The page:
"Importantly, the container closure assembly of the present invention is designed to utilize or be easily adaptable to industry standard or existing lyophilization systems, thus providing an economical alternative. Upon completion of the lyophilization process, the plunger assembly is compressed such that it compresses the powdered pharmaceutical product, i.e., there is minimum head space between the product container and the plunger assembly, and the plunger assembly serves as a path to allow for the flow of liquid into the container closure assembly, i.e., allow for liquid to encounter the powder and rapidly reconstitute without the need for priming. Because of the unique assembly design, the container closure assembly facilitates the easy, direct injection of the lyophilized product without the need for a reconstitution/mixing/priming step of the powder and a liquid diluent by the end user.
"Another object of the present invention is an improved process for the preparation of a container closure assembly containing a lyophilized powder product. This improved process comprises the following steps: 1) utilizing an industry standard vial manufacturing filling line, the product container is loaded into the equipment in a similar manner as regular vials; 2) the product container is filled with liquid active ingredient; 3) a plunger assembly is dropped into an 'open' position on top of the product container, engaged with the product container in the same manner as lyophilization stoppers are mounted to regular vials; 4) the complete container closure assembly is then placed into the lyophilizer; 5) upon lyophilization, vapor is allowed to escape via the openings between the plunger assembly and product container; 6) upon completion of lyophilization, vertical compression of the lyophilizer shelves will seal the plunger assembly into the product container with minimal head space; and 7) the sealed container closure assembly is bonded to provide a tamper resistant assembly which retains the sterility of the active ingredient.
"Another object of the present invention is an improved method for the administration of a lyophilized pharmaceutical powder product using the container closure system of the present invention. In one embodiment, this improved method of administration comprises the following steps: 1) a tangential force is applied to the tab seal at the top end of the sealed container closure assembly containing the lyophilized powder product to allow attachment via friction fit to either a luer-lock or luer-slip syringe containing the diluent; 2) the detachable base at the ejection port end of the container closure assembly is detached, thus exposing a tip for the attachment of a standard type needle; 3) a standard type needle is attached to said exposed tip of the container closure assembly; 4) the injection is then initiated as normal by inserting the needle into the injection site; and 5) force is applied to the syringe plunger whereupon the diluent in the syringe will be forced through the container closure assembly, encounter the lyophilized powder and rapidly reconstitute the powder to allow the liquefied product mixture to flow into the injection site, completing the injection. Importantly, there is no requirement for a reconstitution/mixing/priming step of the powder and diluent by the end user.
BRIEF DESCRIPTION OF THE FIGURES
"FIG. 1 shows an elevation perspective view from the upper base of a product container contemplated for use in the container closure assembly of the present invention.
"FIG. 2 shows a perspective view of a product container contemplated for use in the container closure assembly of the present invention, shown along a vertical plane.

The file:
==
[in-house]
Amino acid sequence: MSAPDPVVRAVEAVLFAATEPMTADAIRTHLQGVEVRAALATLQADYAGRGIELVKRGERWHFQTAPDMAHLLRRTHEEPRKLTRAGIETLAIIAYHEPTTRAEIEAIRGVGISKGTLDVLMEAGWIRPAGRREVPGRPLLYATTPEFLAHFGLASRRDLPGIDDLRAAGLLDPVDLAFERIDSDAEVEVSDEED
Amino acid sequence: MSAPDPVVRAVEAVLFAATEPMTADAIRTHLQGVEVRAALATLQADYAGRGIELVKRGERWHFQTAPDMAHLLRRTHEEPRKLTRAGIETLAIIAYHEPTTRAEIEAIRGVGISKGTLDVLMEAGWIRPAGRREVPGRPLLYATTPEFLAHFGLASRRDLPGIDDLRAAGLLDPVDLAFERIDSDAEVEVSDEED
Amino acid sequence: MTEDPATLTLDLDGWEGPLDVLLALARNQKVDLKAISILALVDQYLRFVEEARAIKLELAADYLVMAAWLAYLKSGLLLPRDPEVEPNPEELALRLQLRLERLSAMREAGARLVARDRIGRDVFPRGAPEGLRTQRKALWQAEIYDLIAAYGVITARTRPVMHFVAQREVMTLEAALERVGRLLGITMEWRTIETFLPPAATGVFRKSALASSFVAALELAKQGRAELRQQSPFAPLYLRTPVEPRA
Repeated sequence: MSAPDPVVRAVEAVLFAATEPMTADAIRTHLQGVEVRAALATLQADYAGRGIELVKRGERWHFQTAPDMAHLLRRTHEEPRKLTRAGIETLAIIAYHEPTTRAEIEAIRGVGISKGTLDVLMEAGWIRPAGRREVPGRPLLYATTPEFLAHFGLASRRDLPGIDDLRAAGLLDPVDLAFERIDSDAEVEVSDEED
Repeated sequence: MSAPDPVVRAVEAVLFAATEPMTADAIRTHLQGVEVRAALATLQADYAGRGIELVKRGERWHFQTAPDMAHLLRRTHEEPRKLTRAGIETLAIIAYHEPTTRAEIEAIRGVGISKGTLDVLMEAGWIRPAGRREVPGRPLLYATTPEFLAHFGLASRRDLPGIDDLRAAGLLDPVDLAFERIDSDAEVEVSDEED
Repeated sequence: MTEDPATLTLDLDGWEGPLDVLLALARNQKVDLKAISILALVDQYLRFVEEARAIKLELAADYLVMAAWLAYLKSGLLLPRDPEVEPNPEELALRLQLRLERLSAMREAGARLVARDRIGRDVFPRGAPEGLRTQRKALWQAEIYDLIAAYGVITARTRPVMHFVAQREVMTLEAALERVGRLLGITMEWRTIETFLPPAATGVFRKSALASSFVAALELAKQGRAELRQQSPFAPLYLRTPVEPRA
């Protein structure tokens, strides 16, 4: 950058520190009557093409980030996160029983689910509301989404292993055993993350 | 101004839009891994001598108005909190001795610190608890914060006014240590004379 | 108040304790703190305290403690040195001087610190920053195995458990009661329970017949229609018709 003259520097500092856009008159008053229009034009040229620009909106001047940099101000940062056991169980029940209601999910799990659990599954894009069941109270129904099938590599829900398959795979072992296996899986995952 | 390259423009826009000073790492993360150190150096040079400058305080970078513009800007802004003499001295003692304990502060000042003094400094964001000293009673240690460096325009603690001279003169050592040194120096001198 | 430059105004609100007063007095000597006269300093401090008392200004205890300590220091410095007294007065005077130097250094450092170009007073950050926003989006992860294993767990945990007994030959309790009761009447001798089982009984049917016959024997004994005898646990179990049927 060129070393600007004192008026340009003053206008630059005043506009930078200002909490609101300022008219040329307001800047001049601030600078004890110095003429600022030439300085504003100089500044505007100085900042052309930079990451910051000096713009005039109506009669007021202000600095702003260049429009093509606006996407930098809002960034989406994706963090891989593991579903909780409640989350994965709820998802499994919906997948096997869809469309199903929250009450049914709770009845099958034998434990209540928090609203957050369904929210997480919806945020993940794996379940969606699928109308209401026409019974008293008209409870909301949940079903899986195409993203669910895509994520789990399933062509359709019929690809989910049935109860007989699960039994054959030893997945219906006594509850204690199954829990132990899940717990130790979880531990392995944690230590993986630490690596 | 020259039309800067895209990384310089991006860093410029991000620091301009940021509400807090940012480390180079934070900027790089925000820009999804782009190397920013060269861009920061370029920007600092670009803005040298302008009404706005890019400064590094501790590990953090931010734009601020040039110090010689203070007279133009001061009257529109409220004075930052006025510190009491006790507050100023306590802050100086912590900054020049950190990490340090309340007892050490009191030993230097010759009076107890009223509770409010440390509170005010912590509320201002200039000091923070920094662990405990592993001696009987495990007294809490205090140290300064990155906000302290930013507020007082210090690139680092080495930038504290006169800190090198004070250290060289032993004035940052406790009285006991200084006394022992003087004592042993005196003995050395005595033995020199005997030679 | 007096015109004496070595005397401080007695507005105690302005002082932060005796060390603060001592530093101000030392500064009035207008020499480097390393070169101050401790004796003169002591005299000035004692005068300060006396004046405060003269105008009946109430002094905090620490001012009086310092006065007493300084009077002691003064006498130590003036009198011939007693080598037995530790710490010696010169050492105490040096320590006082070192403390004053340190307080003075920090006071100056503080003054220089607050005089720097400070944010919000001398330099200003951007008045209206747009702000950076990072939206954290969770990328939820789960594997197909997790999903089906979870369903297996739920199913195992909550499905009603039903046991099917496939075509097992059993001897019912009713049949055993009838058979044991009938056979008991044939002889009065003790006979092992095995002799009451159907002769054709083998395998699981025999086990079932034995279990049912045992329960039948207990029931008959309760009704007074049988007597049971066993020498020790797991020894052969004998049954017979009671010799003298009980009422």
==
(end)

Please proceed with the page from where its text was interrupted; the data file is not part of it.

"FIG. 3 shows an elevation perspective view from the bottom of a top cup component contemplated for use in the container closure assembly of the present invention.
"FIG. 4 shows a perspective view of a top cup component contemplated for use in the container closure assembly of the present invention.
"FIG. 5 shows a perspective view of a plug portion contemplated for use in the container closure assembly of the present invention.
"FIG. 6 is a perspective view showing the arrangement of elements and parts for one embodiment of the container closure assembly of the present invention.
"FIG. 7 shows a perspective view of an embodiment of the container closure assembly whereupon a plunger assembly consisting of a top cup component and a plug component are installed upon the product container after the filling the product container with liquid active ingredient and prior to placement of the container closure assembly within a freeze drying apparatus, i.e., the plunger assembly is installed in an 'open' position in the product container.
"FIG. 8 shows a perspective view of an embodiment of the container closure assembly upon completion of the freeze drying cycle whereupon the liquid active ingredient has formed into a dry powder and the plunger assembly has been compressed by the freeze dryer shelves to create a sealed container closure assembly.
"FIG. 9 shows a perspective view of an alternative product container design contemplated for use in the container closure assembly of the present invention, wherein the ejection port of the product container comprises a nozzle spray tip for nasal delivery.
"FIG. 10 is a graph depicting the 'gradient delivery' injection profile associated with the administration of a powdered drug using the powder formulations, lyophilization processes, and container closure assembly of the present invention. Protein concentration is plotted versus cumulative injection volume.
"FIG. 11 is a graph depicting an injection profile representative of those associated with the administration of a powdered drug using prior art devices which require a reconstitution and/or mixing step of the powdered drug with a diluent prior to injection. Protein concentration is plotted versus cumulative injection volume."
For more information, see this patent application: Chang,
Keywords for this news article include: Patents, Peptides, Proteins, Amino Acids.